No matter what other efforts other countries put into place to limit the US dragnet, until they take away access to the telecom backbone and/or until private companies dramatically improve their own security, the US government is just going to take what it wants (Indeed, I have been wondering whether the US push to privatize telecoms starting as early as the 1980s served, in part, to make it easier to find “partners” in access data signals).

To allow AT&T — one of NSA’s longest, most willing partners — to become a big player in Europe would simply provide that access.

I’m mildly sorry for Google and Yahoo, particularly because they’ve had their signals stolen for years and have resisted in the NSA various ways, only some of which have been effective.

But if AT&T gets locked out of overseas expansion because it is effectively just an arm of the NSA, I will applaud.

The “Voluntary” Cooperation that Comes from Coercion of Licensing Agreements?

The Guardian today describes how hard GCHQ worked to prevent its intercepts from being discoverable in trials. It did so for two reasons: to prevent a political firestorm about the extent of the collection.

A briefing memo prepared for the board of GCHQ shortly before the decision was made public revealed that one reason the agency was keen to quash the proposals was the fear that even passing references to its wide-reaching surveillance powers could start a “damaging” public debate.


Referring to the decision to publish the report on intercept as evidence without classification, it noted: “Our main concern is that references to agency practices (ie the scale of interception and deletion) could lead to damaging public debate which might lead to legal challenges against the current regime.”

And to protect the telecoms, some of whose cooperation (I’m guessing British Telecom and Vodaphone, based on other reporting, but that is a wildarsed guess) goes beyond the requirements of the law.

In an extended excerpt of “the classified version” of a review prepared for the Privy Council, a formal body of advisors made up of current and former cabinet ministers, the document sets out the real nature of the relationship between telecoms firms and the UK government.

“Under RIPA [the Regulation of Investigatory Powers Act 2000], CSPs in the UK may be required to provide, at public expense, an adequate interception capability on their networks,” it states. “In practice all significant providers do provide such a capability. But in many cases their assistance – while in conformity with the law – goes well beyond what it requires.

The story references back to its earlier coverage on Tempora, the UK collection off cables, largely to note how different this description of the telecoms’ cooperation is from what they claimed back in June.

But given this description of their extensive cooperation, this detail from the original Tempora story sure looks more interesting.

The papers seen by the Guardian suggest some companies have been paid for the cost of their co-operation and GCHQ went to great lengths to keep their names secret. They were assigned “sensitive relationship teams” and staff were urged in one internal guidance paper to disguise the origin of “special source” material in their reports for fear that the role of the companies as intercept partners would cause “high-level political fallout”.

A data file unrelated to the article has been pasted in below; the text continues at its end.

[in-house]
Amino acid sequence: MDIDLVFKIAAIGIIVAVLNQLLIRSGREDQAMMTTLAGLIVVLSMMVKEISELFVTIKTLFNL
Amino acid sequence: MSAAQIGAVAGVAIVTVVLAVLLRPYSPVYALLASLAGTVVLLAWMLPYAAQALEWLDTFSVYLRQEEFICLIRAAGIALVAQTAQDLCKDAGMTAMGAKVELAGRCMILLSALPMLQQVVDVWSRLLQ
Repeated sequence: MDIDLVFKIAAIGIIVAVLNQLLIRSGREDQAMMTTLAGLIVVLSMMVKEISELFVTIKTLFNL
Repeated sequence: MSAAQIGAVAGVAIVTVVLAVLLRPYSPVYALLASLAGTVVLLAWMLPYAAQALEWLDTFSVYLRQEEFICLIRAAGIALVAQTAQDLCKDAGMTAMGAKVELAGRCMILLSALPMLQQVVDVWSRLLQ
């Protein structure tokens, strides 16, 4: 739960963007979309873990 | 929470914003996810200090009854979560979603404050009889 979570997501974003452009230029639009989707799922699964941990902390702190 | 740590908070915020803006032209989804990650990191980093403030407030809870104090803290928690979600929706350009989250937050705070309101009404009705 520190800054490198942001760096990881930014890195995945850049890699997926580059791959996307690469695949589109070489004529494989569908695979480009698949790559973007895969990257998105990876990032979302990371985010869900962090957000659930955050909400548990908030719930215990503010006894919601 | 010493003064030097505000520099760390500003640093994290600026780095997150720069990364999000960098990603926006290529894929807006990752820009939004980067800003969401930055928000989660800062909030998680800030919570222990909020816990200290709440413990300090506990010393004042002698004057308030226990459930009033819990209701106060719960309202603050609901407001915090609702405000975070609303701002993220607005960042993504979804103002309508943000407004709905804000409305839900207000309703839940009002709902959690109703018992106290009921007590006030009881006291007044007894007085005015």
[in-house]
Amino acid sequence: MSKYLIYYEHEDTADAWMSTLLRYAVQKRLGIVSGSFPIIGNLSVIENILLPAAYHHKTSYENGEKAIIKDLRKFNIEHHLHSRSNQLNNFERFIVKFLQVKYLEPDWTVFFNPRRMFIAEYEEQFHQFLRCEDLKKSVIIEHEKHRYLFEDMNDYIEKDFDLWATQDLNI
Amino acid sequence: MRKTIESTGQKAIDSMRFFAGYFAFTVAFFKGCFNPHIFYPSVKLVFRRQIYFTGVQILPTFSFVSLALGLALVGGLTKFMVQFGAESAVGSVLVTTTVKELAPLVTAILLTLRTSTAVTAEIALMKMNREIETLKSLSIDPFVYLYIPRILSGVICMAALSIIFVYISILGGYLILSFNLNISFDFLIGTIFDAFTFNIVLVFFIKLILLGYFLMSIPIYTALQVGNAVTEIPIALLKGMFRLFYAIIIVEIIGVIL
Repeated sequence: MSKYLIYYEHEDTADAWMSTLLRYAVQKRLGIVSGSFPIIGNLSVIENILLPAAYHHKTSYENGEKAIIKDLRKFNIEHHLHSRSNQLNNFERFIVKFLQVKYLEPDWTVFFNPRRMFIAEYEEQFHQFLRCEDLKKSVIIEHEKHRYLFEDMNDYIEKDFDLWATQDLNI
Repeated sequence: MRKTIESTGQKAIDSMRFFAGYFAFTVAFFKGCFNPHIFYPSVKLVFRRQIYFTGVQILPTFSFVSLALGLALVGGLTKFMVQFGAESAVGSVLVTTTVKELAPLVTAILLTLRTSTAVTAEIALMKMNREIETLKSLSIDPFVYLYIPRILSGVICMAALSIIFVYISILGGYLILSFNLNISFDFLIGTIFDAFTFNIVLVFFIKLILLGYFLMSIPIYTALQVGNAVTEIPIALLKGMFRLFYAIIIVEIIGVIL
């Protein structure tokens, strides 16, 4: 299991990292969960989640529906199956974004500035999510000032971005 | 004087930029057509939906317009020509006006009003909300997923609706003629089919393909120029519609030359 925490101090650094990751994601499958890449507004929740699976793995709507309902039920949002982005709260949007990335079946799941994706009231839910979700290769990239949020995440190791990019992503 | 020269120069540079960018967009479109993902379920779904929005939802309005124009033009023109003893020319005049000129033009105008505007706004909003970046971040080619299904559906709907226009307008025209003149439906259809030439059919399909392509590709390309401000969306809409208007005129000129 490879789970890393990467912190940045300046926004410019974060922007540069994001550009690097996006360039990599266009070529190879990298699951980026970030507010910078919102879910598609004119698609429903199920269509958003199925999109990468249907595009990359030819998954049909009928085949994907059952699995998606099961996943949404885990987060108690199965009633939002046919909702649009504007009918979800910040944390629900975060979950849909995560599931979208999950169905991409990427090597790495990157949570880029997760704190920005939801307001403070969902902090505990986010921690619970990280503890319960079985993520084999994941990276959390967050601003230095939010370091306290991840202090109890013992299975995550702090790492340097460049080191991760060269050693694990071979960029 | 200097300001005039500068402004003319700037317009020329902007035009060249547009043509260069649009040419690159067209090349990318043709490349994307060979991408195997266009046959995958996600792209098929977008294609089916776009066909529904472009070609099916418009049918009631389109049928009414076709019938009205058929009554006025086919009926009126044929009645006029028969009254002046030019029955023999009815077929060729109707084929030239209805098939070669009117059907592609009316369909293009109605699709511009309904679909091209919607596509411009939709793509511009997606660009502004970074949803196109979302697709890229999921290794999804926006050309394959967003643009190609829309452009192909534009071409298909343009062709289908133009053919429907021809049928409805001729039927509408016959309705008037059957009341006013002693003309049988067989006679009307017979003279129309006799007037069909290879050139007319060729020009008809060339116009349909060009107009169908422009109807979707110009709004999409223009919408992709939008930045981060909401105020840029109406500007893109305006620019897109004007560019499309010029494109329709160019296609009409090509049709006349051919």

The source with knowledge of intelligence said on Friday the companies were obliged to co-operate in this operation. They are forbidden from revealing the existence of warrants compelling them to allow GCHQ access to the cables.

“There’s an overarching condition of the licensing of the companies that they have to co-operate in this. Should they decline, we can compel them to do so. They have no choice.”

Back in June, an anonymous source said the telecoms cooperate because their licensing depends on it. Now we learn that the government considers their cooperation voluntary, some of it beyond what is required.

I don’t know whether telecom law operates in the UK like in the US, but if the government premises licensing based on cooperation, it might get to the question I raised here, when I noted how the government reserved getting Department of Commerce involved in cases where companies didn’t provide the “voluntary” cooperation with cyberdefense the government demanded.

I think it’s quite possible the government (possibly both the US and UK) is/are demanding “voluntary” cooperation from the companies they license (on threat of losing their licenses). But remember, on a lot of this stuff, the government has held that companies can “voluntarily” turn over data (especially stuff facetiously called “foreign” based on false claims about the transit of data) without process if they want to.

So coerce the telecoms (and possibly, broadband) to cooperate under threat of licensing problems, then claim that this “voluntary” cooperation permits data sharing that otherwise would require legal process.

And in doing so, conduct a dragnet so vast that no judge would ever approve it.

Is that how it works?